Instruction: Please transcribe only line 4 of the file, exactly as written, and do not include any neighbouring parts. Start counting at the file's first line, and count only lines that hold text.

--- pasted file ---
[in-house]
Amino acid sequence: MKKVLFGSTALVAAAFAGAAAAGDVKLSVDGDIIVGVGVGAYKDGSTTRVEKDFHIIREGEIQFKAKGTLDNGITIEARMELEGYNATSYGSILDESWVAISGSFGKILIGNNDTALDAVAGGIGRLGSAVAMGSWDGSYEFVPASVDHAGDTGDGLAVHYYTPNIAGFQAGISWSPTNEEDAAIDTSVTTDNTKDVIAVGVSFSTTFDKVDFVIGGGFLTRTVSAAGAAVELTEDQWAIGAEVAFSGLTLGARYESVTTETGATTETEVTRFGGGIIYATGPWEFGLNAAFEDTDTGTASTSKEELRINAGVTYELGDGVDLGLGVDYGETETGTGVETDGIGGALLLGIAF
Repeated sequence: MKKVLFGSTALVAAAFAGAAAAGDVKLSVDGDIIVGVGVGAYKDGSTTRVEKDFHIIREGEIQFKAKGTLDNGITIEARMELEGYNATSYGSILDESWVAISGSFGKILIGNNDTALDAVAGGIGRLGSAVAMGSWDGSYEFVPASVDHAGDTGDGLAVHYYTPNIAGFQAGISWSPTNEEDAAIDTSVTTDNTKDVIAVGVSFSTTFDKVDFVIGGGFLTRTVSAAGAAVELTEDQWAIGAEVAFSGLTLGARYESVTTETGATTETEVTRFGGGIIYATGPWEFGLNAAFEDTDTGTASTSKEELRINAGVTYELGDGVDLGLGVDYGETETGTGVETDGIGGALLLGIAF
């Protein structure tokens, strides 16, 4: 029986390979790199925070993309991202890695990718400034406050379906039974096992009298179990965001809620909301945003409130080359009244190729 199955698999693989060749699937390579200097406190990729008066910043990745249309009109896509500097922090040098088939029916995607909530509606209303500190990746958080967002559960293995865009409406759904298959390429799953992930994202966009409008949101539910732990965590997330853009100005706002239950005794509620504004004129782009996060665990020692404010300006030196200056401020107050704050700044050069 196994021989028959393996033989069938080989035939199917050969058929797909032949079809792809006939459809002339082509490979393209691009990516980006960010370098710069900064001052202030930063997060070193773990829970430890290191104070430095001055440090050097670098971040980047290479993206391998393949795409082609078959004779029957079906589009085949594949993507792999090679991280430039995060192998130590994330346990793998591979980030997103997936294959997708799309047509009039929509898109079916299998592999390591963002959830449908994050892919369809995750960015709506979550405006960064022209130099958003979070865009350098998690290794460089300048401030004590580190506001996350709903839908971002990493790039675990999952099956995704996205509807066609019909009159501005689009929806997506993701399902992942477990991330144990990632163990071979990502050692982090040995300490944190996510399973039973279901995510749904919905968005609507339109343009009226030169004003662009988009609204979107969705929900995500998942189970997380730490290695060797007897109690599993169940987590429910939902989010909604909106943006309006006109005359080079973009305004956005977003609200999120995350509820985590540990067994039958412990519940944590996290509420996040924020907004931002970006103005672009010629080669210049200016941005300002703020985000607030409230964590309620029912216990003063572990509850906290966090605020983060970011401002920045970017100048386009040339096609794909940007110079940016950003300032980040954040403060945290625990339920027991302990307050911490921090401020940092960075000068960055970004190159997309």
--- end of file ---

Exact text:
């Protein structure tokens, strides 16, 4: 029986390979790199925070993309991202890695990718400034406050379906039974096992009298179990965001809620909301945003409130080359009244190729 199955698999693989060749699937390579200097406190990729008066910043990745249309009109896509500097922090040098088939029916995607909530509606209303500190990746958080967002559960293995865009409406759904298959390429799953992930994202966009409008949101539910732990965590997330853009100005706002239950005794509620504004004129782009996060665990020692404010300006030196200056401020107050704050700044050069 196994021989028959393996033989069938080989035939199917050969058929797909032949079809792809006939459809002339082509490979393209691009990516980006960010370098710069900064001052202030930063997060070193773990829970430890290191104070430095001055440090050097670098971040980047290479993206391998393949795409082609078959004779029957079906589009085949594949993507792999090679991280430039995060192998130590994330346990793998591979980030997103997936294959997708799309047509009039929509898109079916299998592999390591963002959830449908994050892919369809995750960015709506979550405006960064022209130099958003979070865009350098998690290794460089300048401030004590580190506001996350709903839908971002990493790039675990999952099956995704996205509807066609019909009159501005689009929806997506993701399902992942477990991330144990990632163990071979990502050692982090040995300490944190996510399973039973279901995510749904919905968005609507339109343009009226030169004003662009988009609204979107969705929900995500998942189970997380730490290695060797007897109690599993169940987590429910939902989010909604909106943006309006006109005359080079973009305004956005977003609200999120995350509820985590540990067994039958412990519940944590996290509420996040924020907004931002970006103005672009010629080669210049200016941005300002703020985000607030409230964590309620029912216990003063572990509850906290966090605020983060970011401002920045970017100048386009040339096609794909940007110079940016950003300032980040954040403060945290625990339920027991302990307050911490921090401020940092960075000068960055970004190159997309």